• Image Credit: Drew Phillips
  • Image Credit: Drew Phillips
  • Image Credit: Drew Phillips
  • Image Credit: Drew Phillips
  • Image Credit: Drew Phillips
  • Image Credit: Drew Phillips
  • Image Credit: Drew Phillips
  • Image Credit: Drew Phillips
  • Image Credit: Drew Phillips
  • Image Credit: Drew Phillips
  • Image Credit: Drew Phillips
  • Image Credit: Drew Phillips
  • Image Credit: Drew Phillips
  • Image Credit: Drew Phillips
  • Image Credit: Drew Phillips
  • Image Credit: Drew Phillips
  • Image Credit: Drew Phillips
  • Image Credit: Drew Phillips
  • Image Credit: Drew Phillips
  • Image Credit: Drew Phillips
The Renault Trezor concept, a look at how a future all-electric, autonomous grand tourer might take shape, debuted today at the Paris Motor Show. This is a pure concept, with some wild gimmicks and exaggerated proportions. Like all great concepts, however, it also is a glimpse at where Renault is going – and where Renault goes, corporate partner Nissan is likely coming along for the ride.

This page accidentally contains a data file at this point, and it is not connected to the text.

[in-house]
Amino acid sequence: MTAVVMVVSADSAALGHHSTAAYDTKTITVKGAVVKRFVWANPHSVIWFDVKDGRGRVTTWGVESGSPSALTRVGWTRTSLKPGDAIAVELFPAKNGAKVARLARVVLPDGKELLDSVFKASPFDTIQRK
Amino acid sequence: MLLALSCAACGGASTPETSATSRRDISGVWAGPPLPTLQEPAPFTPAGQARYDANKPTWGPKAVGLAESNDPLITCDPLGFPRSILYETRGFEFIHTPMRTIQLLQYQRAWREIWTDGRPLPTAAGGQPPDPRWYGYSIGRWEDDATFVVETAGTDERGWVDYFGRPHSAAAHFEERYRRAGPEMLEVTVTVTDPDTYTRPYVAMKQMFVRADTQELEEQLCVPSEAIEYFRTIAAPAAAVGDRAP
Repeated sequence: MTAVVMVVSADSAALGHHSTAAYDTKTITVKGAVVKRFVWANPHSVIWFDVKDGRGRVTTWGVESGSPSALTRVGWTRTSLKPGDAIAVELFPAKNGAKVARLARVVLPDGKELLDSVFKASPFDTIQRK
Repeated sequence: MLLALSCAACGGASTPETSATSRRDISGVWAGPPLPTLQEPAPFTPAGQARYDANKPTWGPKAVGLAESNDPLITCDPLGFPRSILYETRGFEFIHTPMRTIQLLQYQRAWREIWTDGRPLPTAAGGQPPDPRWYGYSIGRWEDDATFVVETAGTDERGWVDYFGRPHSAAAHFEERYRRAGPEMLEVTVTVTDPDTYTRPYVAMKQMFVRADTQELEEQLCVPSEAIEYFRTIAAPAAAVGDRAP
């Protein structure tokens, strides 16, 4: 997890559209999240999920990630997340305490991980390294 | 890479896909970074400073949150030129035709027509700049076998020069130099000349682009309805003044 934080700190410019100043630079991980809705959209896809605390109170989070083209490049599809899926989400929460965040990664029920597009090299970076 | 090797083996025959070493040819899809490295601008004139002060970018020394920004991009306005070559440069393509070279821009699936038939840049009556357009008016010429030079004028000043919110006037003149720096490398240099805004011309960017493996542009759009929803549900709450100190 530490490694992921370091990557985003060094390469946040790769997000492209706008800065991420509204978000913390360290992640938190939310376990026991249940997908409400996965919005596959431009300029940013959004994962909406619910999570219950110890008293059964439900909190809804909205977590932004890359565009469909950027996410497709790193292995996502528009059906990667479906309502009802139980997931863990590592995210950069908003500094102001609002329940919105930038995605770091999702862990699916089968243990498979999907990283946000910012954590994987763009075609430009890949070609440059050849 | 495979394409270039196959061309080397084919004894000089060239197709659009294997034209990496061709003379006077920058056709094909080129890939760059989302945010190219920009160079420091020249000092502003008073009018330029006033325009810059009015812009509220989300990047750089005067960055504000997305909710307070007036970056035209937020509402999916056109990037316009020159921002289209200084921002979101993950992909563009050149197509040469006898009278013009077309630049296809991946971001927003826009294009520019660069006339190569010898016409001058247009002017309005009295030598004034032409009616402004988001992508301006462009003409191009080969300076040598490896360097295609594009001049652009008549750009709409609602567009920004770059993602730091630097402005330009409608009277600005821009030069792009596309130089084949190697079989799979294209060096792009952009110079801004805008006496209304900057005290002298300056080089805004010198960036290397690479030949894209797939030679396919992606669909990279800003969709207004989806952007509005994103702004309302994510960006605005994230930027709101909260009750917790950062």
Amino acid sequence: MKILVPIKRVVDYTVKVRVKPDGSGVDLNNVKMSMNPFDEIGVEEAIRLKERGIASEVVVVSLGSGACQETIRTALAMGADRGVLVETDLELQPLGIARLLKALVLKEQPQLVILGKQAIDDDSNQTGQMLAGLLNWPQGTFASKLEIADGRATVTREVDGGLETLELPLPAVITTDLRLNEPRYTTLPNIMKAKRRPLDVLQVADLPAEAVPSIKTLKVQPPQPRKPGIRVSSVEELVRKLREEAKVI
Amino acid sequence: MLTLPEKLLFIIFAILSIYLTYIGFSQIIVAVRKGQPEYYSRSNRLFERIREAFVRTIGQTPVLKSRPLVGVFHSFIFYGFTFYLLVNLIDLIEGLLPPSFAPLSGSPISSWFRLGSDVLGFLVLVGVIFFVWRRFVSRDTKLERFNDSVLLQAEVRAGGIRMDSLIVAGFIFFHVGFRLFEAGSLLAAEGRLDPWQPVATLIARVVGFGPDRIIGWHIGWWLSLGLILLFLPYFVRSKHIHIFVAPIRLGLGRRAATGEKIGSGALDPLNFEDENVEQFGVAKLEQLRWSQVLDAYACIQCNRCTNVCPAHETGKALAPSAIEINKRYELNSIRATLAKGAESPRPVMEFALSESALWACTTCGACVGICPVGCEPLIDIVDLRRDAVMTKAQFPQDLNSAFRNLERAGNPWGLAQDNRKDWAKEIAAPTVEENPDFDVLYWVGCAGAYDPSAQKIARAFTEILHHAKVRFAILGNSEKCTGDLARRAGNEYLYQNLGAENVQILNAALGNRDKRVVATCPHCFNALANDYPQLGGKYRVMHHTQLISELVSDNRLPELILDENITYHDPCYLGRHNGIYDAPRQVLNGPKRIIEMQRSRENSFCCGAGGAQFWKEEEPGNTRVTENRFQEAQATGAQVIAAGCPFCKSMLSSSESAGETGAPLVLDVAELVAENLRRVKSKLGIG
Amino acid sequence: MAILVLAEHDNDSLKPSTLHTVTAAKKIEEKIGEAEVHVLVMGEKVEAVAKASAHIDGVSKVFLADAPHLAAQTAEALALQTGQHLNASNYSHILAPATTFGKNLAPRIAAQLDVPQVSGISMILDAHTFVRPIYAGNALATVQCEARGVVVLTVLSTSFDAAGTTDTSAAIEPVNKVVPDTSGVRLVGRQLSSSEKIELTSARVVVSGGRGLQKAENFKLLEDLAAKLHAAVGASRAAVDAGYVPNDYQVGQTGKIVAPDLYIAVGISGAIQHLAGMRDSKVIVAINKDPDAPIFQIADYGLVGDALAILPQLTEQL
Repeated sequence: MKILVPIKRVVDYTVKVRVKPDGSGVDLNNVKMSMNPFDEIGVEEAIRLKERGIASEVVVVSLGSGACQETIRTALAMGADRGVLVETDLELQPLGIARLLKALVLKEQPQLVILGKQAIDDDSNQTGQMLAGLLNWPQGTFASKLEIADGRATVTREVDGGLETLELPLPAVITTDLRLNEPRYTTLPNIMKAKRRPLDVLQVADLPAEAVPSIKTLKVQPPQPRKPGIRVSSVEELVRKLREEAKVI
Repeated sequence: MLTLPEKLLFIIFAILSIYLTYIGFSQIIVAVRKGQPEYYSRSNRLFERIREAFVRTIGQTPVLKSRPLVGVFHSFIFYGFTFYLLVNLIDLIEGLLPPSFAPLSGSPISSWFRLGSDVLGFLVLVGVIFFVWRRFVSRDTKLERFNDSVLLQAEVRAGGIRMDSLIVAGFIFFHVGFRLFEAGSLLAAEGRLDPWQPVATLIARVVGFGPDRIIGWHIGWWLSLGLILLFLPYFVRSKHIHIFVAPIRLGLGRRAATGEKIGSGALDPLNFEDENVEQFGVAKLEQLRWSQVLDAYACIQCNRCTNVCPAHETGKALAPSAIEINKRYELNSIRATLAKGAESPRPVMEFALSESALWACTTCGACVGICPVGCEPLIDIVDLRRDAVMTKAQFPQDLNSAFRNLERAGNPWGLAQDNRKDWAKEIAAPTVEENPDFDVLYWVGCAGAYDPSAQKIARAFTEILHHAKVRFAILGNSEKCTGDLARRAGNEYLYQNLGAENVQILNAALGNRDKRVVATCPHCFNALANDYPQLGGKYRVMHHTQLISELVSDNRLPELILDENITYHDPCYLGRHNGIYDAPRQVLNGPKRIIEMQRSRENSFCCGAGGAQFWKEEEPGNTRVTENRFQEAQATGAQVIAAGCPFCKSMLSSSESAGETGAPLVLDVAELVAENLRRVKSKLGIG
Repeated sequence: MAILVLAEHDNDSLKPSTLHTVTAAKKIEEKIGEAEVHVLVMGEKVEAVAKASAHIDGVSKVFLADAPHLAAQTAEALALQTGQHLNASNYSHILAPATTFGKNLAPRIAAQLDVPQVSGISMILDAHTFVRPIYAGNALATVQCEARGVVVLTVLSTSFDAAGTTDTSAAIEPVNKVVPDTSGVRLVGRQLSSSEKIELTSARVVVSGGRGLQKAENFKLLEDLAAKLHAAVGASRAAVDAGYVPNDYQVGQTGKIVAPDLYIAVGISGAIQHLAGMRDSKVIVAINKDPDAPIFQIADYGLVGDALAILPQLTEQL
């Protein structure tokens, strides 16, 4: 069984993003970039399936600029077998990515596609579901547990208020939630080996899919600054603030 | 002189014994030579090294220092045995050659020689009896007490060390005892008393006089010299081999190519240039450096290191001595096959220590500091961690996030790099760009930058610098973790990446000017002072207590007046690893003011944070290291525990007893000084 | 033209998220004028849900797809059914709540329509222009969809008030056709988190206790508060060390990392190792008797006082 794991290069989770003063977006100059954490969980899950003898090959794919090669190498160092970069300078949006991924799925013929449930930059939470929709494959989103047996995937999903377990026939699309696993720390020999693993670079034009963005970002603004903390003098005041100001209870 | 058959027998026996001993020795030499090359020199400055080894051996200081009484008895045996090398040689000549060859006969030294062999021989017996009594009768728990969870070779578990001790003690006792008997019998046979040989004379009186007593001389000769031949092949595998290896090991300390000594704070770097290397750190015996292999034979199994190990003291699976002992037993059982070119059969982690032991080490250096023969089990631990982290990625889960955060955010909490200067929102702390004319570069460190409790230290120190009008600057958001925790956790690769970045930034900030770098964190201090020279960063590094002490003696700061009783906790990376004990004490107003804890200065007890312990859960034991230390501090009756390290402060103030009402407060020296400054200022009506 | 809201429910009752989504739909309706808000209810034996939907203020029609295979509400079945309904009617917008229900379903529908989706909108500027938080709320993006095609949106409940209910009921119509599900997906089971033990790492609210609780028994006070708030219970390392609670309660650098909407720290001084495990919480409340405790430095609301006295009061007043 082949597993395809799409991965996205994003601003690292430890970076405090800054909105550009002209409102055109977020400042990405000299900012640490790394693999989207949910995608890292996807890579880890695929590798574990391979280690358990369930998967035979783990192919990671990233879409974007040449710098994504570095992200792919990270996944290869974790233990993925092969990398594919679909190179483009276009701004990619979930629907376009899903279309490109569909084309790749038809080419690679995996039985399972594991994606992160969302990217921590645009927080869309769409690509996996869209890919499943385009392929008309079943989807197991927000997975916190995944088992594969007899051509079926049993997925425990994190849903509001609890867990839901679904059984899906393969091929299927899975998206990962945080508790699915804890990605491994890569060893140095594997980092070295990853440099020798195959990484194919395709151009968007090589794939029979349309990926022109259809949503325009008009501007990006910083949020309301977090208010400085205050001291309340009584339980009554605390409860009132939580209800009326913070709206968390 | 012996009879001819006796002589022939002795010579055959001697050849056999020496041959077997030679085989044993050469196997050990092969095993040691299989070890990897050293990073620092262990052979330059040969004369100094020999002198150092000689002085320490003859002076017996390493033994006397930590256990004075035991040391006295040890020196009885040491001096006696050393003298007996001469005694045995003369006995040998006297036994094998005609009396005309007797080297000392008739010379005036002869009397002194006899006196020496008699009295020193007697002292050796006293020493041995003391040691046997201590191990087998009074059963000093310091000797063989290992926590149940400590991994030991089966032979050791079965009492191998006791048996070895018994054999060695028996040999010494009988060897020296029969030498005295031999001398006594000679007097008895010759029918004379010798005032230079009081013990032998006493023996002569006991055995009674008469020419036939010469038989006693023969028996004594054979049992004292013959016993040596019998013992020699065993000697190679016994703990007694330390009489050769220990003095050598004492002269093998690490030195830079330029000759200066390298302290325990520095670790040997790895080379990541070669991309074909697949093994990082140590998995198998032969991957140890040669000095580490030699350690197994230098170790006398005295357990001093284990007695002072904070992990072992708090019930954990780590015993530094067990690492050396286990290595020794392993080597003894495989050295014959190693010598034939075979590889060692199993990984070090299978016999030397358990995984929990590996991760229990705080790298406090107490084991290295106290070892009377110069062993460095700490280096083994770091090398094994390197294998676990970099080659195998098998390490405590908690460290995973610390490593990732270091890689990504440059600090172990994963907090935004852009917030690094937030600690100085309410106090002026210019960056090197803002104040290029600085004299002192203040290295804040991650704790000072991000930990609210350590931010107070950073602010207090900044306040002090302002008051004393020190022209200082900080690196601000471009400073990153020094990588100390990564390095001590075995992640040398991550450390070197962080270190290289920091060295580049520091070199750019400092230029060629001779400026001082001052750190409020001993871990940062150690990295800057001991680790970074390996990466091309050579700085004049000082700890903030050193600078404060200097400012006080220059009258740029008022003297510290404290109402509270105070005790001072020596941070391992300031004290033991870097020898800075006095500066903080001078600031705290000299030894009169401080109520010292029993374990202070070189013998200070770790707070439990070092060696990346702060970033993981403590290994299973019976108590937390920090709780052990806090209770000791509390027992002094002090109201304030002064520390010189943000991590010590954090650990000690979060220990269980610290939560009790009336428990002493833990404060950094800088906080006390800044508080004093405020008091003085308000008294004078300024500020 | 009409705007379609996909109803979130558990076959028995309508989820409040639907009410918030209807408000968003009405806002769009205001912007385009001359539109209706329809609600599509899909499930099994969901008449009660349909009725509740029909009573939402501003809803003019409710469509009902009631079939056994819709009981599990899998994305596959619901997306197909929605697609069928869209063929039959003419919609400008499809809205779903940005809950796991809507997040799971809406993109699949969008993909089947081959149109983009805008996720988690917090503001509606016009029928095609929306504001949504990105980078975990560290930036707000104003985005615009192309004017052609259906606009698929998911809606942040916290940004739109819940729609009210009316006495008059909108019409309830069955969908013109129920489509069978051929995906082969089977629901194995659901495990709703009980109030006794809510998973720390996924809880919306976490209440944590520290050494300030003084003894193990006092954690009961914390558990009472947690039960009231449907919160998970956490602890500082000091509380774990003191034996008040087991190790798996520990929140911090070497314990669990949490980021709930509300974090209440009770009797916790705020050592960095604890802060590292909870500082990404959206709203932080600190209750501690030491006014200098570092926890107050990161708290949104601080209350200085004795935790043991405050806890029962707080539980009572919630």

As a styling exercise, though, the Trezor is very, very French. It's long, elegant, and bold, with a striking red interior. Like the best concept cars, it has little to do with reality other than evolving Renault's styling direction. Consider the cheek pouch ducts, which exaggerates the same element in other contemporary Renaults to a cartoonish level.

The fun stuff is found on, not under, the hood. There's a grid of hexagonal openings, air intakes we're told, that pop open when needed (and presumably not when it's raining). The effect was striking, if impractical. Aerodynamic engineer types would likely point out that a NACA duct would be a better way to do that, but their shape doesn't match the overall hexagonal theme.

Other neat party tricks abound, like the canopy which hinges open like a George Barris-inspired Hot Wheels car. Another interesting touch is the exterior lighting, which changes to indicate to those around it that it's in fully-autonomous mode. We're seeing more automakers playing with exterior signals or symbology to communicate with passersby, although this seems to offer less tangible benefits. Even so, it's obvious the designers got to run wild with the Trezor, and it's complex enough to be a visual treat. Expect it to push other Renaults' styling further towards the avant garde moving forward, and give Nissan some ideas about where to take the GT-R in the driverless era to come.

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